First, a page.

considered part of this social and cultural framework (Drechsel et al. 2009).
High cost of technology itself and heavy investment required: The introduction of new
technologies may increase demand for complementary inputs and when the supply of these
inputs is restricted, adoption will be constrained. High yield “green revolution” varieties require
increased water and fertiliser use. McGuirk and Mundlak’s (1991) analysis of the adoption of
high-yield varieties in the Punjab showed that adoption was constrained by the availability of
water and fertiliser. Private investment in drilling wells, private and public investment in
establishing fertiliser production and supply facilities removed these constraints and contributed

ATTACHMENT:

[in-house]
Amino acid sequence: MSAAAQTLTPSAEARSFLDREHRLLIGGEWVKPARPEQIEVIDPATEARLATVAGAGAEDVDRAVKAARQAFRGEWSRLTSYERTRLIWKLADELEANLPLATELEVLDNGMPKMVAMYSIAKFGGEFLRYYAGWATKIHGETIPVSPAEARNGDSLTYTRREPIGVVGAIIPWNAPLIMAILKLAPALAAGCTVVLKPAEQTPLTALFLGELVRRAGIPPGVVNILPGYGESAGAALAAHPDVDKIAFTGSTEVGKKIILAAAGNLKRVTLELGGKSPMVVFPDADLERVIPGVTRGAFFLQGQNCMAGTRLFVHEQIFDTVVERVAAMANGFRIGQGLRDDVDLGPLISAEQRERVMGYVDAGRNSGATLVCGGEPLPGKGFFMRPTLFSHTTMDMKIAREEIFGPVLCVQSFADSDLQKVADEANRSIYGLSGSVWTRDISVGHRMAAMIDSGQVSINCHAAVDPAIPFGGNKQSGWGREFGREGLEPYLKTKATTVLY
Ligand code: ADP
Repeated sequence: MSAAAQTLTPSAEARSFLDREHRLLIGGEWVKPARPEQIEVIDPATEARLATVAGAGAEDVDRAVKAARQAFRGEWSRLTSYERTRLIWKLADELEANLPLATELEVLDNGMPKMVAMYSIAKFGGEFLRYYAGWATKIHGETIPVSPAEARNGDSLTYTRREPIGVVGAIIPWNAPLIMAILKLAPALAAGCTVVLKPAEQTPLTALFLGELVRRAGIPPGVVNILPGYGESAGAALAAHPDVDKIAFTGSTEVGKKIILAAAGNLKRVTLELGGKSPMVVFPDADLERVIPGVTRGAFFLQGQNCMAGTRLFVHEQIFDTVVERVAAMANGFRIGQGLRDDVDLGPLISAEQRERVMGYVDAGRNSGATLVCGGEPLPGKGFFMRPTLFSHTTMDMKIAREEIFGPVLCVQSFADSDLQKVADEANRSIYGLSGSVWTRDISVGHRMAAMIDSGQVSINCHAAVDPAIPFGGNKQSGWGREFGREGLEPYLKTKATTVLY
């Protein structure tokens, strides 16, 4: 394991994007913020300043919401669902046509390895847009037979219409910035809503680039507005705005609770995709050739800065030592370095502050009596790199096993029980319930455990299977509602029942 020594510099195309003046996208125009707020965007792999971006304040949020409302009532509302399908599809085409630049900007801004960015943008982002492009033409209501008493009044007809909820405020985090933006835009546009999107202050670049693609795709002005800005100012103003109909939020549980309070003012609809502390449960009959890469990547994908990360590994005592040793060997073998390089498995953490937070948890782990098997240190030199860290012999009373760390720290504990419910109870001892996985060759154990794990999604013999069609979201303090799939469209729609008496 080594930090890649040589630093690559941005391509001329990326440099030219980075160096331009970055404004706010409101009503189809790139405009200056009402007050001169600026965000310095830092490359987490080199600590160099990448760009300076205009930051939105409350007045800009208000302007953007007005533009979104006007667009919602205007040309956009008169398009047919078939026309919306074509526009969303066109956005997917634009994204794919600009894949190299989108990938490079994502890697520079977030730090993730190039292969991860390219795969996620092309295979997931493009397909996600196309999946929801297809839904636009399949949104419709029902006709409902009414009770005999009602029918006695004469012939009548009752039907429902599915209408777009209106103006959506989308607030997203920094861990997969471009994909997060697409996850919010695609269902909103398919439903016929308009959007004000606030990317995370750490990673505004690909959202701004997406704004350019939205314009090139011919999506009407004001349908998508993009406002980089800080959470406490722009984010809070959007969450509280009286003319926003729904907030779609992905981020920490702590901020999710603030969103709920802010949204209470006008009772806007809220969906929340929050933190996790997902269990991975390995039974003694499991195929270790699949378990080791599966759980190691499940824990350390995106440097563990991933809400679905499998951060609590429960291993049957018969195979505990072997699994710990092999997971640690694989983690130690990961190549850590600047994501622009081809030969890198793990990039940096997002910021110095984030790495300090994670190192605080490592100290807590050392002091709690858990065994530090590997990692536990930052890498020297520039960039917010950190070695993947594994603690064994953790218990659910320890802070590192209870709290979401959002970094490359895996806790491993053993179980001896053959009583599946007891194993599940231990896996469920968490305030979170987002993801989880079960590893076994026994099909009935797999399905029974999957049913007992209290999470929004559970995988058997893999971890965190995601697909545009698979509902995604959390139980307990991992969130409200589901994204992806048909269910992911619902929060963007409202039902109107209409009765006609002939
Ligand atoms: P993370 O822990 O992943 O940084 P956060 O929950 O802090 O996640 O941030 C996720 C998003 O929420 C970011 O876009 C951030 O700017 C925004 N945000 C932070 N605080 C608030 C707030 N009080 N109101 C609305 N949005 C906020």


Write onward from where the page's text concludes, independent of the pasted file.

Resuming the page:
to the diffusion of modern wheat and rice varieties in the Punjab.
High production risks and lack of mitigation measures: When a new technology has a yield-
increasing effect (for example, high-yield variety), and if it is also perceived to have higher risk,
poor farmers would rather select low yielding but more drought/pest-resistant varieties unless
there are price-support policies that would tend to increase its relative profitability (McGuirk et
Poor quality of some technologies: Some new varieties of maize, like Pioneer, have been found
to be highly susceptible to pests and have a low shelf life, which discouraged farmers from
adopting them. The high biomass of some varieties such as sunflower cause high soil nutrient
depletion and farmers felt the change in yields was not compensating the deterioration in soils
and so discontinued their production. Key informants in Sudan and Kenya mentioned that high
feed consumption, low quality of milk and meat from Friesian cows discouraged farmers from
adopting them despite the breed’s high milk production.